The monthly trade data announced on Tuesday continued to raise the spectre of falling exports. In fact exports fell for the 12th month in succession, largely driven by a contraction in demand globally as well as a fairly strong rupee. Remember, in the last one year, most emerging market currencies across Asia and Latin America have depreciated sharply against the dollar. In contrast, the Indian rupee has only seen a calibrated depreciation versus the dollar. This strength of the rupee has also contributed to the tepid performance on the export front. As per recent Real Effective Exchange Rate (REER) studies, the Indian rupee is overvalued by nearly 13-16% in the current macroeconomic scenario.
The RBI currently has a two pronged role. In order to keep the FII money flowing into debt and equities, the RBI needs to ensure that yields on debt are attractive. Currently, the spread of a 10-year Indian G-Sec yield is around 5.5% above the US 10-year G-Sec yield. This is almost 120 basis points higher than the average spread between India and the US. This spread ensures that FPI inflows into debt continue. This creates a piquant situation. The rupee fall has to be calibrated to ensure that FPI flows keep coming in. At the same time a strong rupee is making the Indian exports weaker in the current tepid global scenario. It is in this background that the trade data for the month of November 2015 needs to be understood.
Export growth continues to disappoint…
Exports for the month of November fell by 24.5% to $20 billion on a year-on-year basis. This is the 12th successive month of fall in exports. This indicates that for the full financial year, India’s exports are likely to show a sharp fall of over 20% compared to the previous financial year. Within the export basket, petroleum, iron ore, oilseeds, rice and cereals posted the steepest declines on a year-on-year basis. Even in case of products like tea, jute and pharmaceuticals, the pace of growth has clearly slowed down. Ironically, at a time when India’s GDP growth is likely to touch 8%, exports will end the financial year 2015-16 at below $300 billion. This will be the lowest recorded export figure in the last 5 years.
One needs to remember that this fall in exports has a volume effect as well as a price effect. Volumes are down because economies like China, Japan and the EU are seeing growth petering to record lows which is impacting demand. At the same time there is also a strong price effect as crude oil and other industrial commodities have seen a sharp fall in the last one year.
Imports were weak but gold continues to be the worry…
Like in case of exports, the import fall also had a volume and price effect to it. Volumes were down because of weak global activity and weak local demand. There was also a price effect as the key item in the import basket, Crude Oil, continued to quote at 7-year lows. Imports for the month of November 2015 were down by 30.2% at $29.8 billion. It was not just crude but also other non-oil items that showed a sharp fall in imports. Coal, mineral ores, fertilizers and chemicals were all down between 20-60% and that is not great news for the much touted revival of the capital cycle.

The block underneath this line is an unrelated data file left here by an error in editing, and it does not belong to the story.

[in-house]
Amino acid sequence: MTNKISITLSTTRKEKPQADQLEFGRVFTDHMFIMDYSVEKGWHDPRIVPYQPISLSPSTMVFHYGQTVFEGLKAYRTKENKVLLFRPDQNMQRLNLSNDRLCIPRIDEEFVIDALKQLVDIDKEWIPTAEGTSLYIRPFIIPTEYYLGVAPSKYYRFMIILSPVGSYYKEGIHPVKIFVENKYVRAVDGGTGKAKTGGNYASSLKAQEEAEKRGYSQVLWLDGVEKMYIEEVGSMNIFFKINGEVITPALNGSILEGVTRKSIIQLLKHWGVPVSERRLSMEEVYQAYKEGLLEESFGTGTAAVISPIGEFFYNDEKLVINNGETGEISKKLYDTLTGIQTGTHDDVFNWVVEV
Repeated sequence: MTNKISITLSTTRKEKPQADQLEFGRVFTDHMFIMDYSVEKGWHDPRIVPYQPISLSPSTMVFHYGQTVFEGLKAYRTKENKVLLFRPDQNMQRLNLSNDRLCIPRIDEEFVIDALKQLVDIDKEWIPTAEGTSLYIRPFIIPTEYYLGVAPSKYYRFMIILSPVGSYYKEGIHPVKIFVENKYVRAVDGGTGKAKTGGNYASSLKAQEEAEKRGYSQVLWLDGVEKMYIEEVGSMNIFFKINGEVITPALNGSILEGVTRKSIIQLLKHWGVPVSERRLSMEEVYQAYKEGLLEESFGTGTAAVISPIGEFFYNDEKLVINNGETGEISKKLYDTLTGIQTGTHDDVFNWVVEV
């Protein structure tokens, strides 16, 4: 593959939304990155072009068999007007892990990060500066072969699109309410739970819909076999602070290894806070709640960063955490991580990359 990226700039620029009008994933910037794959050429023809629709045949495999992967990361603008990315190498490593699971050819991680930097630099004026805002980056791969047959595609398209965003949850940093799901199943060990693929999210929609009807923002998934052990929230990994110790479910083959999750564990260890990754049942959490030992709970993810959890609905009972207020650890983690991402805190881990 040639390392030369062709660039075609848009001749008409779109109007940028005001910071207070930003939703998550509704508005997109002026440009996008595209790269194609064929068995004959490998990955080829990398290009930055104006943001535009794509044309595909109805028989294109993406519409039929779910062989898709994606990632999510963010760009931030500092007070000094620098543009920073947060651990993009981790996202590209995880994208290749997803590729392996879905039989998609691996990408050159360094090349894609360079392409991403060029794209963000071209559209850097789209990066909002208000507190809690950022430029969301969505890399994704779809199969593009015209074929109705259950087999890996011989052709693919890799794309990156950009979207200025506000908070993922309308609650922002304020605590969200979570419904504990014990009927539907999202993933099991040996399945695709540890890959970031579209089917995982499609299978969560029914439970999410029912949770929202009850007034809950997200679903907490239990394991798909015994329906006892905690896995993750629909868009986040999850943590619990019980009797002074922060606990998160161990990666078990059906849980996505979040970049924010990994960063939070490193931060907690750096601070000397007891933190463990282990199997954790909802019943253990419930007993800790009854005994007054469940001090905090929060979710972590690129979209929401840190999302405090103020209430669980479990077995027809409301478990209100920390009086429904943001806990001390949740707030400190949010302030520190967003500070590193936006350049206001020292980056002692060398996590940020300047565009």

The worry, of course, is that gold imports continue to be strong despite the best efforts of the government to curb gold imports. At $3.5 billion in November, gold continues to be a major drain on the national currency reserve. The government has been trying various gold monetization schemes to ensure that the stashed gold comes into the market and reduces the pressure on gold imports. But such schemes have met with limited success due to the entrenched mindsets of Indians. Rising gold imports could be attributed to the festival season demand but it poses a major challenge for the government. This is because precious forex reserves tend to get frittered away in paying for an unproductive asset like gold. That is an area the government needs to keenly focus on.
Trade deficit and implications for the rupee…
One of the redeeming features in the entire trade contraction period is that the monthly trade deficit for the month of November has been contained at $9.8 billion. For the first 8 months, the trade deficit is in the range of $71 billion and we may end the year with a trade deficit of around $115-118 billion. With the current account deficit likely to be contained at less than 1.5% of GDP, these numbers are unlikely to exert an overt influence on the value of the rupee. One more positive aspect of this trade contraction has been the forex coverage. The foreign currency reserves which were sufficient to cover 7-8 months of imports are now sufficient to cover nearly 10-11 months of merchandise imports. That gives a major room for comfort as far as the RBI is concerned.
On the topic of the rupee, it needs to be remembered that today the value of the rupee is not impacted by trade statistics as much as by the flow of FPI and FDI. While FPI in debt continues to be strong, the FDI figure is picking up rapidly. Programs like “Make in India” are likely to make the FDI flow stronger. Hence, while the fall in overall trade is surely a worry, it is unlikely to exert any negative impact on the Indian Rupee. That is the good news!
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